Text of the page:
Finding opportunity in the region

Lenovo’s Jack Lee believes the Middle East & Africa PC market still represents a mine of opportunity; he is determined to replicate the company’s international success here and catch up with his rivals quickly

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Finding opportunity in the region Jack Lee: Lenovo’s market share isn’t yet where he wants it to be in the Middle East & Africa region, but he is determined to catch up with his rivals quickly.
By  David Ingham Published  August 28, 2012

For Jack Lee, corporate vice president, Lenovo Middle East & Africa, the MEA region represents a considerable market opportunity. From his office in Dubai Internet City, he oversees the entire Middle East plus Africa, a market that represents around 16 million PC units per year.

“Worldwide, there is a total available market, including tablets, of 461 million units every year. The biggest market in the world is China at 70 million PCs, the Middle East & Africa without Turkey is 16 million PCs,” Lee says.

“This region [Middle East & Africa] is number three or four in the world. It’s around the same as Brazil.”

Until 15 months ago, Lenovo was, by Lee’s own admission, under-represented in this vast region. At that point, Lee relocated to the Middle East and began building up the Chinese PC maker’s presence on the ground.

There are now six Lenovo offices across MEA, in Dubai, Kenya, Casablanca, Cairo, Jo’Burg and Cape Town, employing around 160 people. Lee says 80% of his time is spent on talent management and development of teams that know and understand local markets. “We are latecomers here, we really started to revitalise our business in the Middle East & Africa around 15 months ago,” says Lee.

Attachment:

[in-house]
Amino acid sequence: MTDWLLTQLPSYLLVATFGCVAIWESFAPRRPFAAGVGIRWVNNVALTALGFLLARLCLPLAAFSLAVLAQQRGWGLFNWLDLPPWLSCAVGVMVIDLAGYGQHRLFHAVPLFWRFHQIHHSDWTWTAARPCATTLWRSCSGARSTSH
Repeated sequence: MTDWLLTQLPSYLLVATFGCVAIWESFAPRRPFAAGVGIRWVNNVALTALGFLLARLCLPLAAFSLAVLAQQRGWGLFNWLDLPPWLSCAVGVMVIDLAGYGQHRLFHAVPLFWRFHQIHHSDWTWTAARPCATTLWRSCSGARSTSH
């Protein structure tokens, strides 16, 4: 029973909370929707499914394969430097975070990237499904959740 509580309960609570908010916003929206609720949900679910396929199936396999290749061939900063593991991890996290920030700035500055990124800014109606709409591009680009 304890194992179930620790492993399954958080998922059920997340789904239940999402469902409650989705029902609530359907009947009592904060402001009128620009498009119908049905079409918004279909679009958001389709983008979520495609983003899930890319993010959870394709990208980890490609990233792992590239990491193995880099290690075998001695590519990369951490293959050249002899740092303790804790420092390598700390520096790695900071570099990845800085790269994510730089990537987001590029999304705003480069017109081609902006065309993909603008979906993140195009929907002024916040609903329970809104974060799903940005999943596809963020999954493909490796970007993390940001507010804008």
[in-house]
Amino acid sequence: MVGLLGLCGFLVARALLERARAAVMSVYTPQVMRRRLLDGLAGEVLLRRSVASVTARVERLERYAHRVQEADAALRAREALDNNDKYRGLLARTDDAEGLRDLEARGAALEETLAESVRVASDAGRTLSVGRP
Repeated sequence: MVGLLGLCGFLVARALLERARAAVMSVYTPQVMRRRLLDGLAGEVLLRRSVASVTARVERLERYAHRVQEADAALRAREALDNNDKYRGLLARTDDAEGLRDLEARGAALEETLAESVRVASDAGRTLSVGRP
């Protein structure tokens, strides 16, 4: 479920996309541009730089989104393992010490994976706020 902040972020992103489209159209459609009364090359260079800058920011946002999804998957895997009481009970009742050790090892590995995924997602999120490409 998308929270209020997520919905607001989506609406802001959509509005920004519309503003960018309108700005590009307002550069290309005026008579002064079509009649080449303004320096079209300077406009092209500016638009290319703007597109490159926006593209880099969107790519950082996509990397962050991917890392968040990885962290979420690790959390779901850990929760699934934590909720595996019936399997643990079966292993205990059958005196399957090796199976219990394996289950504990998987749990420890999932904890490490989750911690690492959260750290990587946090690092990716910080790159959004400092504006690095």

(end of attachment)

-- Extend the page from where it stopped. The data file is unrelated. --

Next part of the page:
IDC’s latest quarterly market report concluded that Lenovo is now the second best selling PC company worldwide. It shipped 12.8 million units in the second quarter of 2012, year on year growth of 25.2%. Its shipments grew in a stagnant market described as being in a ‘wait and see’ phase as the launch of Windows 8 approaches.
In the Europe, Middle East & Africa region, the picture was a little different. There, Lenovo was fifth in unit sales in the second quarter of 2012, with around 2.2 million units shipped to channels, according to IDC. Despite its lower ranking, annual unit shipments rose 63.3% year on year.

It is this kind of growth that Lee will be looking to maintain in his region going forward. “Globally, we have overtaken Acer and then Dell; we’re number one in commercial products. In this region, we’re not,” says Lee. “In nine more months, I want to be number three overall in the [Middle East & Africa] region.”

Lee acknowledges that the PC market is heavily price driven, but he does not accept the idea that a PC is just a PC. “We do fetch a premium, it is more than my black box versus your black box,” he insists.

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